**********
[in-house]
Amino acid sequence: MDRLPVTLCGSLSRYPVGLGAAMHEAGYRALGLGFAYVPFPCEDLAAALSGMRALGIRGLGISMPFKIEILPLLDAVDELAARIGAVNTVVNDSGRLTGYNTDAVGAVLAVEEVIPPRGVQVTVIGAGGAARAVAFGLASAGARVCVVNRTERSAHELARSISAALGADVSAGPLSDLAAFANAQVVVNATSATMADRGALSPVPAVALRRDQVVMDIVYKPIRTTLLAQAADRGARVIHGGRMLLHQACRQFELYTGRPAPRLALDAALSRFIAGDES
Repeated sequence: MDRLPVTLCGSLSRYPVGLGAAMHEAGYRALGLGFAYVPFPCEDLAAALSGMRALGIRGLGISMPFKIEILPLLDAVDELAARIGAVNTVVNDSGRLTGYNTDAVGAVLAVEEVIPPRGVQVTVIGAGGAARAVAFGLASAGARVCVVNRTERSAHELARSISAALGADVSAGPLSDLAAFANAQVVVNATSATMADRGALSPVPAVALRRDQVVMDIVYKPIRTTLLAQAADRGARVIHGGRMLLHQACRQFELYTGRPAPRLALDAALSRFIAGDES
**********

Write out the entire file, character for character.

[in-house]
Amino acid sequence: MDRLPVTLCGSLSRYPVGLGAAMHEAGYRALGLGFAYVPFPCEDLAAALSGMRALGIRGLGISMPFKIEILPLLDAVDELAARIGAVNTVVNDSGRLTGYNTDAVGAVLAVEEVIPPRGVQVTVIGAGGAARAVAFGLASAGARVCVVNRTERSAHELARSISAALGADVSAGPLSDLAAFANAQVVVNATSATMADRGALSPVPAVALRRDQVVMDIVYKPIRTTLLAQAADRGARVIHGGRMLLHQACRQFELYTGRPAPRLALDAALSRFIAGDES
Repeated sequence: MDRLPVTLCGSLSRYPVGLGAAMHEAGYRALGLGFAYVPFPCEDLAAALSGMRALGIRGLGISMPFKIEILPLLDAVDELAARIGAVNTVVNDSGRLTGYNTDAVGAVLAVEEVIPPRGVQVTVIGAGGAARAVAFGLASAGARVCVVNRTERSAHELARSISAALGADVSAGPLSDLAAFANAQVVVNATSATMADRGALSPVPAVALRRDQVVMDIVYKPIRTTLLAQAADRGARVIHGGRMLLHQACRQFELYTGRPAPRLALDAALSRFIAGDES